Advancing a Free Society


Tuesday, March 8, 2011

Western leaders, and the United States especially, have developed a strange habit of ordering particular dictators to step down while declaring their resort to savage violence “unacceptable.” What does “unacceptable” mean — to whom and how exactly so? One did not hear Churchill ordering Hitler to step down in 1940, or Truman demanding that Kim Il Sung leave in 1950, apparently because they either could not realize such threats or were first striving to create the conditions under which such monsters would be nullified by deeds rather than words. Usually those with inferior military power are the loudest; those with overwhelming force calibrate their rarer rhetoric in accordance with the planned use of force.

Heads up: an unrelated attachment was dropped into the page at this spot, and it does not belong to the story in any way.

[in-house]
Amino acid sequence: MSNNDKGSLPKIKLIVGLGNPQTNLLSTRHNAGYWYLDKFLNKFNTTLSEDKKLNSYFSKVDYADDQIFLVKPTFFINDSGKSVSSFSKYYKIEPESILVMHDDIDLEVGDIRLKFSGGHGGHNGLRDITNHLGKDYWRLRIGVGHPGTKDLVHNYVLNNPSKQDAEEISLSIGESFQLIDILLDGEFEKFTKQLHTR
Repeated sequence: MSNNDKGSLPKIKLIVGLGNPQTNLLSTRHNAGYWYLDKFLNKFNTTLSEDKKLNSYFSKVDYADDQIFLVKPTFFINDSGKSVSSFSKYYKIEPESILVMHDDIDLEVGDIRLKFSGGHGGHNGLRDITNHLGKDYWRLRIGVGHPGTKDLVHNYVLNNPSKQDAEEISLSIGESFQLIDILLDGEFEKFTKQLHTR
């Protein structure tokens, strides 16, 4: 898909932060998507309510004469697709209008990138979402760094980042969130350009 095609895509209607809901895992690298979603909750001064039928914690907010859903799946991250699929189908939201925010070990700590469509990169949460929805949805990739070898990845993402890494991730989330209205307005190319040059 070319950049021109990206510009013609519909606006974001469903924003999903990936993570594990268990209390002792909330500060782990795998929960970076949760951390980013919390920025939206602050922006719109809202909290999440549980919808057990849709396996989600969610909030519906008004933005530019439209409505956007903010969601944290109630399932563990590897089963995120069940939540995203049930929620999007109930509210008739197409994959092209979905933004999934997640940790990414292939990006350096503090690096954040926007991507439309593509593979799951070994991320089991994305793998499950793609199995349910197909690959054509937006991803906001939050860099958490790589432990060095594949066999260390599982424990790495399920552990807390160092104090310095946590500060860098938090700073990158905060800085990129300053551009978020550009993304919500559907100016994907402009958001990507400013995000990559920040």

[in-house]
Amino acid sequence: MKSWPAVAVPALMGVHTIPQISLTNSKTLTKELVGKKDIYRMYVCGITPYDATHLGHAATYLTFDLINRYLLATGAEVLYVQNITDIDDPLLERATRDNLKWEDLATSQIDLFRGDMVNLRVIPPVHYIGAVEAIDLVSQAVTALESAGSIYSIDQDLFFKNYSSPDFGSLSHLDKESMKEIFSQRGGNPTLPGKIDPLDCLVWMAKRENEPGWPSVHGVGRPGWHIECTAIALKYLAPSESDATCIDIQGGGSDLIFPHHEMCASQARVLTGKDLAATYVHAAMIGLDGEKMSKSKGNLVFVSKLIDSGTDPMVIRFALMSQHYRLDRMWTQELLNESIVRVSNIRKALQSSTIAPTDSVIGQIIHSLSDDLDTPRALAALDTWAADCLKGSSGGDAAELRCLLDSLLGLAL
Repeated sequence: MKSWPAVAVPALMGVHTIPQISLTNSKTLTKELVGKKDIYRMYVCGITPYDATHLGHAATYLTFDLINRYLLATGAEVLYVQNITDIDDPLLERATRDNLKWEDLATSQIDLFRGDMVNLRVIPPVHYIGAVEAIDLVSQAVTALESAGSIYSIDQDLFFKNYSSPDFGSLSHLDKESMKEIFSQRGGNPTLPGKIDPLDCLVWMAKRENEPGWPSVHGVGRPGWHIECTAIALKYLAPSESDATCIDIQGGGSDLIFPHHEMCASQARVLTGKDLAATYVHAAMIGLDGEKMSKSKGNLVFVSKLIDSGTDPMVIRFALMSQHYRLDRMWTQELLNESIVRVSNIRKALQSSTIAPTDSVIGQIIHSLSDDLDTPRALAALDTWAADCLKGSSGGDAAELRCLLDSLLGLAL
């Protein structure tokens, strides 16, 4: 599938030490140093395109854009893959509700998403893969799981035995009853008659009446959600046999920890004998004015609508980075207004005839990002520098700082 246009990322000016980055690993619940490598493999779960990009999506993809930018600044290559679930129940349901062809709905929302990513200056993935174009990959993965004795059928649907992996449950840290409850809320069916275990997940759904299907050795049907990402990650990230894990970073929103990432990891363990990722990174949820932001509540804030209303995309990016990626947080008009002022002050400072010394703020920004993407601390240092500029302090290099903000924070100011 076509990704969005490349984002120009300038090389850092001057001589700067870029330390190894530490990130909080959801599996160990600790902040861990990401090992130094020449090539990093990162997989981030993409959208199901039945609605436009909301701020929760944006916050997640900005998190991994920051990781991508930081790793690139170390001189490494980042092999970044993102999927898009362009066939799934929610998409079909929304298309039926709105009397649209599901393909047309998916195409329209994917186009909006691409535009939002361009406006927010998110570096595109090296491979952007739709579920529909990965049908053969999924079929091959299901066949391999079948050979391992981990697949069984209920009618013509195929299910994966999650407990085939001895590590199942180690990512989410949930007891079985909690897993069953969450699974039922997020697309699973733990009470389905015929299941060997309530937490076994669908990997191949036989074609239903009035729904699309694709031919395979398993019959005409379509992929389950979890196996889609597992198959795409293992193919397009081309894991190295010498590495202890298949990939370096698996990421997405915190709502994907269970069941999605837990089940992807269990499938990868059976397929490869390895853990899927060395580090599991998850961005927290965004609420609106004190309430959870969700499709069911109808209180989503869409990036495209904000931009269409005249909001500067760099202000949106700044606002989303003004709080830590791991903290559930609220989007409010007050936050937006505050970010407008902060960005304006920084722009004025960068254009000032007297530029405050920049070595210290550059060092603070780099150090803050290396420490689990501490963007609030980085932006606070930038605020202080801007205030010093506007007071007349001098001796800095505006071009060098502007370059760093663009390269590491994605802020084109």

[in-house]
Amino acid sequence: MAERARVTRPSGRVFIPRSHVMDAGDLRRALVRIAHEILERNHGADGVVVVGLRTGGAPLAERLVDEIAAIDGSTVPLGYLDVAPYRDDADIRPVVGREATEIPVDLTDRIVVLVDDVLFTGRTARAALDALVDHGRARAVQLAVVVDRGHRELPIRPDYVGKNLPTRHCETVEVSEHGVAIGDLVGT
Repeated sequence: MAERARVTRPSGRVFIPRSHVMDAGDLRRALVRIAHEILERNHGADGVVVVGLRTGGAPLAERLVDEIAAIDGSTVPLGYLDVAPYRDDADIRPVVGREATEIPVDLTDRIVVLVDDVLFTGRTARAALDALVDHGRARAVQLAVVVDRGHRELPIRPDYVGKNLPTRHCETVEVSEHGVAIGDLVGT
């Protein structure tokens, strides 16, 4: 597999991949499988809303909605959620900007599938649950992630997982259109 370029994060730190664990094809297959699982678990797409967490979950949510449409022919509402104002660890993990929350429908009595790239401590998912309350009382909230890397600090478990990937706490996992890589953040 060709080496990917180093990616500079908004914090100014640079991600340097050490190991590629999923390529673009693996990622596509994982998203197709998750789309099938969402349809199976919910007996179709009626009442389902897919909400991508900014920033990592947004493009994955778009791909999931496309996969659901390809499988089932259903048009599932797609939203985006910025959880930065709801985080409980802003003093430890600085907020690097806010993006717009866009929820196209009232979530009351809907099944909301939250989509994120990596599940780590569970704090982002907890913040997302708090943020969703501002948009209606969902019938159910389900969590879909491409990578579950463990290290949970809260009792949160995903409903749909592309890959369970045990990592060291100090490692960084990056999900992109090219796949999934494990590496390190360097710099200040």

The problems with all this are multifold, well beyond the violation of the old precept about staying quiet while carrying a big stick. E.g., are we prepared to use force to back up our ultimatums? Is there any connection between a presidential threat and reality — that is, did Mubarak step down because we, a sizable donor and key ally, asked him to, or because the size of the resistance simply reached a tipping point? Were the two connected?

Continue reading Victor Davis Hanson at National Review Online’s The Corner